The Link Between the Swallow Function and Aspiration Pneumonia
In order to determine the presence of a swallowing disorder, it is essential to understand the basic anatomy and physiology of a normal swallow function. This blog will describe the 4 phases of a normal adult swallow function and how undiagnosed symptoms could lead to serious complications, including aspiration pneumonia. *It is important to note the head and neck anatomy of an infant is different from an adult; therefore, the information below is not indicative of an infant’s swallow function.
The 4 main phases of a normal adult swallow functioun, include the oral preparatory phase, oral phase, pharyngeal phase, and esophageal phase.
Phase 1: Oral Preparatory Phase
The oral preparatory phase begins with an individual recognizing food or liquid followed by salivating. The individual then utilizes utensils and cups to place food or liquid into the oral cavity (mouth), completes a tight lip closure to prevent the food or liquid from spilling out of the mouth, and begins to masticate (chew) the food into little pieces.
When the food is sufficiently chewed, the tongue forms a bowl in order to maintain the food or liquid in a cohesive manner.
Phase 2: Oral Phase
The oral phase, also known as the anterior-posterior transit phase, means the tongue pushes the food or liquid from the front of the mouth to the back of the oral cavity. Once the food or liquid reaches the back of the tongue, the involuntary swallow is triggered. For larger bites, the tongue manages the food so only a portion of it will be initially swallowed.
The remaining portion of the food will be placed on the side of the mouth reserving it for subsequent swallows. This phase should last approximately 1 to 1.5 seconds.
Phase 3: Pharyngeal Phase
Due to the anatomy and physiology of the involuntary swallow, this phase is fairly complex in nature; therefore, it will be generally described for the purpose of educating non-medical individuals.
The pharyngeal phase begins when the food or liquid enters the pharynx (throat area). As it enters the pharynx, the following physiological activities simultaneously occur:
- The involuntary swallow takes place
- The larynx (a.k.a. voice box) closes
- The nasal passage closes
Once the involuntary swallow takes place, the food or liquid is directed to the esophagus and breathing is reinitiated.
Phase 4: Esophageal Phase
The esophageal phase begins when the food or liquid leaves the pharynx and enters into the esophagus. During this phase, the food or liquid must pass through a sequence of contractions initiated by the upper and lower esophageal sphincter muscles.
Due to gravity, these contractions occur in a top to bottom sequence. As the food or liquid reaches the lower esophageal sphincter muscle, the muscle relaxes. The food or liquid, then, flows into the stomach. The transit time for the esophageal phase is approximately 8-20 seconds.
Swallow Function and Aspiration Pneumonia
Aspiration occurs when an individual’s swallowing mechanism fails to work properly resulting in the inhalation of food, liquid, saliva, stomach acid, or vomit into the airway, below the vocal folds. Subsequently, it often results in aspiration pneumonia.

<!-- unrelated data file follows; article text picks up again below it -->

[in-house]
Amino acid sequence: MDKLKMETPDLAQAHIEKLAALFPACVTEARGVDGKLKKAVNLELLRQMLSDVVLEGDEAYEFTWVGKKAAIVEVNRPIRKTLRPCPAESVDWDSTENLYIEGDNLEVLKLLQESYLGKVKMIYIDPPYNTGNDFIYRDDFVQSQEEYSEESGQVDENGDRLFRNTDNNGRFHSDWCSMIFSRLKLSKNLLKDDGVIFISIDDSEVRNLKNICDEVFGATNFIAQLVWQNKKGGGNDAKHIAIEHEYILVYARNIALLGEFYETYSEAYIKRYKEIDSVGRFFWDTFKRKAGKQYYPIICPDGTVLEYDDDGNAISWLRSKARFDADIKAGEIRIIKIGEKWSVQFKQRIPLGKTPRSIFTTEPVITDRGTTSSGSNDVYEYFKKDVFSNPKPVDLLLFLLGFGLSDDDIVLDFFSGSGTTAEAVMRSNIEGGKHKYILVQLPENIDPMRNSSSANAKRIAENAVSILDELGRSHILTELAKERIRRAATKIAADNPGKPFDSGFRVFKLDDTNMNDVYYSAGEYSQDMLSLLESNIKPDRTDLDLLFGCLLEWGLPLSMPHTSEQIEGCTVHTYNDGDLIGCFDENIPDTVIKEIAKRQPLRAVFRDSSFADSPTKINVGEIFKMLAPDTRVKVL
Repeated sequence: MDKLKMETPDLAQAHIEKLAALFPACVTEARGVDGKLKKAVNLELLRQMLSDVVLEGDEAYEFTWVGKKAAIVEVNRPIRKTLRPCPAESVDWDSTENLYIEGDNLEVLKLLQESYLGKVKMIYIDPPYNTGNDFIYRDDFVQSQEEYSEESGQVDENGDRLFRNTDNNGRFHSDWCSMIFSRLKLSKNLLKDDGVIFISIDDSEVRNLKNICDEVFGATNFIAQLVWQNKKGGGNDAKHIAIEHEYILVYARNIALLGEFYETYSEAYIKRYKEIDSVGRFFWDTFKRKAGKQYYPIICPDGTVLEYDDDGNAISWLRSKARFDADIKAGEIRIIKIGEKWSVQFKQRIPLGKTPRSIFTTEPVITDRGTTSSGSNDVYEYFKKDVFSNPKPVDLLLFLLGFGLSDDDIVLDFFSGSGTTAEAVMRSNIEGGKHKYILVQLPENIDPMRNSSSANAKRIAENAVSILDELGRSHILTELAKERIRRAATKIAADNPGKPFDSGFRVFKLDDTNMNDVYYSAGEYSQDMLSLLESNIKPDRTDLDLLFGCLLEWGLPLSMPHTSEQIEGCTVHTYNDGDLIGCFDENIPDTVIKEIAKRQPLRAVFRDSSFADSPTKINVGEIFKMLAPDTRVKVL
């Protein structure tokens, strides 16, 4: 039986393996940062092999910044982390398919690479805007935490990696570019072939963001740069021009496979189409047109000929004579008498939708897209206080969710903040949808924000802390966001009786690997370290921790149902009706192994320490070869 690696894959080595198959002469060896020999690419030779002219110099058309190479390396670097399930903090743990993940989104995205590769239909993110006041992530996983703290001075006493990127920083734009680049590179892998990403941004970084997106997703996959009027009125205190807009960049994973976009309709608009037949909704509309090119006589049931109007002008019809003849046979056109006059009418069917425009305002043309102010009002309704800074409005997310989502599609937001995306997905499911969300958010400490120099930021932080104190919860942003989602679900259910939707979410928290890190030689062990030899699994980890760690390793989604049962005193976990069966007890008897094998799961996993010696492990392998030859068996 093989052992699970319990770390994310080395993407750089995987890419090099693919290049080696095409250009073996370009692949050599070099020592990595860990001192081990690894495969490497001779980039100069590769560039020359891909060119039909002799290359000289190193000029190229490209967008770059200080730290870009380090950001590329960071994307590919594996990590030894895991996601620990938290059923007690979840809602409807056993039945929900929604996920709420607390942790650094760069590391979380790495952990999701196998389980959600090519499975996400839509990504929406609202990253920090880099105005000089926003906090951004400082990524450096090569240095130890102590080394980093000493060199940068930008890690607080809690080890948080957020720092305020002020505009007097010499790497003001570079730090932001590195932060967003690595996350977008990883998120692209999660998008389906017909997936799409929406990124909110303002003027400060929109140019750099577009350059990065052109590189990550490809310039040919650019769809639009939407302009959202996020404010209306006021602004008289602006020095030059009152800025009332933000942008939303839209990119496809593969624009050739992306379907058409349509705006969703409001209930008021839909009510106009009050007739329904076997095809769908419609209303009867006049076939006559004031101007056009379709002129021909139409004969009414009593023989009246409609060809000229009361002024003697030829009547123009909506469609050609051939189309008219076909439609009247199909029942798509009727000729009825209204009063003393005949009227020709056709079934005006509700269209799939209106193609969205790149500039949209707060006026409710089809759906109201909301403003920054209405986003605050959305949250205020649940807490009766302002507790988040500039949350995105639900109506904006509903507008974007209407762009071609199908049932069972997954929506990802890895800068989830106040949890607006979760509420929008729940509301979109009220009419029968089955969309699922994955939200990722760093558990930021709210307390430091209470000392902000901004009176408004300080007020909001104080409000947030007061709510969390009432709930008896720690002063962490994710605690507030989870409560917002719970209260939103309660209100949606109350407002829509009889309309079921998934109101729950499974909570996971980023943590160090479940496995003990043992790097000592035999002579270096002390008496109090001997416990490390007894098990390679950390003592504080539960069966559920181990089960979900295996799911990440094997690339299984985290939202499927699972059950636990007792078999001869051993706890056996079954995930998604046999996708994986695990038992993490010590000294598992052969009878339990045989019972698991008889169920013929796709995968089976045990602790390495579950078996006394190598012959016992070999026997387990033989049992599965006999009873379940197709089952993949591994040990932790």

Aspiration pneumonia can occur at any age but is frequently diagnosed in children with a complex medical history and the elderly population. This diagnosis can result in longer hospital stays, morbidity, and mortality. It is a leading cause of death for individuals 85 years of age and older.
Common Signs of Swallowing Disorders
Coughing with food, liquids, and/or medication
Difficulty breathing when consuming food and liquid
Food and/or medications getting stuck in throat
GERD (esophageal reflux)
Change in vocal quality while consuming food, liquid, and/or medications
Malnutrition and/or unexplained weight loss
Runny nose or watery eyes while eating/drinking
Vomiting during or following the consumption of food, liquid, and/or medication
Spitting out food
E-Integrated SLP Services and Swallowing Disorders
E-Integrated SLP Services will first conduct a bedside swallow evaluation to determine if there is a potential swallowing disorder. If there are prevalant signs of a swallow disorder, the speech-language pathologist, if appropriate, may recommend a modified barium swallow study. This will determine exactly where the anatomical and physiological breakdown occurs, whether strategies decrease the risk of aspiration, and determine the safest diet.
We, then, initiate a client-centered plan of care.
As individuals, we typically take the anatomy and physiology of our bodies for granted; consequently, at times, we are not always aware of our swallowing issues.
At E-Integrated SLP Services, we understand swallowing disorders remain unsettling due to the “unknown” factor; however, we also understand the importance of prompt action regarding swallowing and “quality of life” concerns.
The following three attachments are a modified barium swallow study video, an x-ray taken at time of a modified barium swallow study, and a swallowing intervention chart. The video and chart are courtesy of Professional Imaging, LLC, who represent the largest provider of swallowing disorder consultations in the United States with over a decade of experience.
The x-ray below depicts a modified barium swallow study in 2014. A clinical fellow (CF) under my supervision spoke to me about a resident not consuming any food over the weekend. In addition, the nursing staff could not locate her partials.
Upon hearing these concerns from the CF, I made a recommendation to immediately contact the physician and Professional Imaging, LLC and request a modified barium swallow study. As the radiologist activated the x-ray machine, he discovered the resident swallowed her partials.
Please feel free to contact E-Integrated SLP Services for any questions or concerns regarding you or your loved one’s swallow function.